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Farm management strategies in times of rising volatility

Article cover photo
Jason Henderson speaks at Commodity Classic in San Antonio earlier today. (Photo: Joseph L. Murphy/Iowa Soybean Association)

By Bethany Baratta, ISA senior writer

Tight margins and volatility are expected to stick around for a while longer. Softening demand and slower export growth pegs U.S. agriculture in what Jason Henderson calls a plateau.

“If history is correct, exports will grow about 2 to 3% in a plateau,” said Henderson, associate dean of the College of Agriculture at Purdue University. “If we’re growing less than 2%, we have other problems.”

During plateaus in U.S. agriculture, farm incomes grow slowly. He noted the plateau between 1955 and 1972, where U.S. farm income was $79.5 billion. Another plateau was 1989 to 2003, with U.S. farm income at $75.9 billion. The most recent plateau started in 2016. Since then, U.S. farm income has averaged $80 to $85 billion. The U.S. Department of Agriculture expected net farm incomes to rise 1.4% in 2020.

How do farmers respond to plateaus?

Henderson says they limit capital investments like tractor and equipment purchases, but they are still in the land market.

“Profitability comes from productivity,” Henderson told a crowd at Commodity Classic in San Antonio earlier today. Farmers manage their input costs while striving to achieve higher yields.

“And in thin margins, low-cost producers win,” Henderson said.

Information from the Purdue Center for Commercial Agriculture shows that the number of farms in financial stress is climbing, but the level remains below most of the last three decades.

Working capital has declined since 2012, says Michael Langemeier, professor in the department of ag economics at Purdue University. Knowing your cost of production and breakeven levels can help avoid financial stress, he says.

Fred Seamon, executive director of commodity research and product development for the CME Group, suggested that farmers look for additional ways to diversify their farm income. First though, farmers ought to look for any inefficiencies which may be present in their existing operation. He said comparing the financials before and after adding another revenue stream will help determine if the opportunity makes sense for the farm.

Fred Seamon illustrates a point during his presentation at Commodity Classic today. Seamon said the world is looking at the U.S. as a residual supplier for the first time in recent history. (Photo: Joseph L. Murphy)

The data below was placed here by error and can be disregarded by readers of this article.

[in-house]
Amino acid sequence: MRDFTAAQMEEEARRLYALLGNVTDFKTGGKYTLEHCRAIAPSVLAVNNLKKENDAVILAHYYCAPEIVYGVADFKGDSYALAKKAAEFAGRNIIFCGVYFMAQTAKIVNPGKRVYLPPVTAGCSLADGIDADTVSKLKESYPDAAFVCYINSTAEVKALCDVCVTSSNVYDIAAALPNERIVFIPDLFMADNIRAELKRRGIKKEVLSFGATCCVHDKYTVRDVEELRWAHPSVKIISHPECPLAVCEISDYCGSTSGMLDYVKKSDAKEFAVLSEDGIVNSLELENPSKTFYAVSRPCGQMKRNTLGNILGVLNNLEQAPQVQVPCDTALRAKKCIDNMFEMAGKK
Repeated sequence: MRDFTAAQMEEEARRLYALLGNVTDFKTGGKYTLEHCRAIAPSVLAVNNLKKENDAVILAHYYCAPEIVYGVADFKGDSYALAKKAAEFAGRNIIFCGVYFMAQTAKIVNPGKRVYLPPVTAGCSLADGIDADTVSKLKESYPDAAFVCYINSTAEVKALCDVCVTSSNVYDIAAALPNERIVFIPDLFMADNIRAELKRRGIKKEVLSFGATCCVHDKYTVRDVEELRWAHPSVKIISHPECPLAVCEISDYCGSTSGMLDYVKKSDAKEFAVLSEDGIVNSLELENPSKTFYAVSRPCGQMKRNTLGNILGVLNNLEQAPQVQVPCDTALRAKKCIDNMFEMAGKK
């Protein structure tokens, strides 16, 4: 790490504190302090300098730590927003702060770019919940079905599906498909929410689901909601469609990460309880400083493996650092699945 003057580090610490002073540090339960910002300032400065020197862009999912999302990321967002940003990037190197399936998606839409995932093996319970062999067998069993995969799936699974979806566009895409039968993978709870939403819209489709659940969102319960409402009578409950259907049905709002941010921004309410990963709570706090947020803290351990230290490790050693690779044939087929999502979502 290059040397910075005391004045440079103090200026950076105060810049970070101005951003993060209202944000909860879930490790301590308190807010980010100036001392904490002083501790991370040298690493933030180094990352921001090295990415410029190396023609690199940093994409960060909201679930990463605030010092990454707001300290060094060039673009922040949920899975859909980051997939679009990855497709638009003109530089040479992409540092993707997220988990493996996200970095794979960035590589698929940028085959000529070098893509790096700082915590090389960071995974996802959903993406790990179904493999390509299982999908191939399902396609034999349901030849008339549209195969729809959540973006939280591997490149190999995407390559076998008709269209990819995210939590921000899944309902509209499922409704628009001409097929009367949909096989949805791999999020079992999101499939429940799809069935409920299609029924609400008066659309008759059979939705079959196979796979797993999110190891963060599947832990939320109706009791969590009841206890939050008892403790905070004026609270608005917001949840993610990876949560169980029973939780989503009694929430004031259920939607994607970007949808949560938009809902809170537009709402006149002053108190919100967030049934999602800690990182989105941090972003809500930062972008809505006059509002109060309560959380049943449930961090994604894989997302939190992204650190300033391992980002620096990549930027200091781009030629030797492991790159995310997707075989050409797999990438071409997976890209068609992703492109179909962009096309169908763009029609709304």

Think like a grain merchandiser

Historically, the United States has been the No. 1 exporter of soybeans. However, the global market is shifting, and South America is snagging some of the United States’ share of the global market.

The world is looking at the United States as a residual supplier rather than the primary supplier, Seamon said.

With that shift comes an opportunity for U.S. farmers to get paid to store commodities. It requires a change in mindset, Seamon said.

“Transition from a farmer with grain to sell to a grain merchandiser mindset, looking at the pricing opportunities,” Seamon said.

Farmers looking at their commodities with a grain merchandiser mindset can improve their storage returns by capturing seasonal increases in basis and futures contract spreads.

Farmer optimism

The January Purdue University/CME Group Ag Economy Barometer, a nationwide measure of the health of the U.S. agricultural economy, showed a positive increase in farmer sentiment about ag economy expectations.

The Ag Economy Barometer rose to a reading of 167 in January, a 17-point hike from the December survey. James Mintert, a professor in the department of ag economics at Purdue and a principle investigator for the Barometer, said the signing of the Phase 1 agreement between the United States and China attributed positively to farmer sentiment.

More than 50% of the respondents said they either had no plans to grow their farm within the next 5 years or planned to exit or retire. That’s an opportunity for the other 50% who plan to grow, Mintert said.

Contact Bethany Baratta at


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